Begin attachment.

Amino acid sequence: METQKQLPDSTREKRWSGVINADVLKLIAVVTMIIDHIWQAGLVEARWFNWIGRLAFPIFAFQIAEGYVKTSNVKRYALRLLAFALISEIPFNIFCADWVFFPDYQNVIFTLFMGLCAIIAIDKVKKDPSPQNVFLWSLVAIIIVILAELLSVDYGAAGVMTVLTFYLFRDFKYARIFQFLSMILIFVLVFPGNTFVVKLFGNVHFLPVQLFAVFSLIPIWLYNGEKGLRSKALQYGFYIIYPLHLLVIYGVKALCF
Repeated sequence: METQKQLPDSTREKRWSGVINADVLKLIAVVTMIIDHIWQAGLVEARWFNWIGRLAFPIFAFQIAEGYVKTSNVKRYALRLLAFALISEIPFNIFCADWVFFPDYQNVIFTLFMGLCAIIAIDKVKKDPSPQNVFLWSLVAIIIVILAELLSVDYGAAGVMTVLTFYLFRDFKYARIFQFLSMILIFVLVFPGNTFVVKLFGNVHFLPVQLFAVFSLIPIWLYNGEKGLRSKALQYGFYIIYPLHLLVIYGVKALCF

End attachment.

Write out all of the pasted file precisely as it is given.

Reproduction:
Amino acid sequence: METQKQLPDSTREKRWSGVINADVLKLIAVVTMIIDHIWQAGLVEARWFNWIGRLAFPIFAFQIAEGYVKTSNVKRYALRLLAFALISEIPFNIFCADWVFFPDYQNVIFTLFMGLCAIIAIDKVKKDPSPQNVFLWSLVAIIIVILAELLSVDYGAAGVMTVLTFYLFRDFKYARIFQFLSMILIFVLVFPGNTFVVKLFGNVHFLPVQLFAVFSLIPIWLYNGEKGLRSKALQYGFYIIYPLHLLVIYGVKALCF
Repeated sequence: METQKQLPDSTREKRWSGVINADVLKLIAVVTMIIDHIWQAGLVEARWFNWIGRLAFPIFAFQIAEGYVKTSNVKRYALRLLAFALISEIPFNIFCADWVFFPDYQNVIFTLFMGLCAIIAIDKVKKDPSPQNVFLWSLVAIIIVILAELLSVDYGAAGVMTVLTFYLFRDFKYARIFQFLSMILIFVLVFPGNTFVVKLFGNVHFLPVQLFAVFSLIPIWLYNGEKGLRSKALQYGFYIIYPLHLLVIYGVKALCF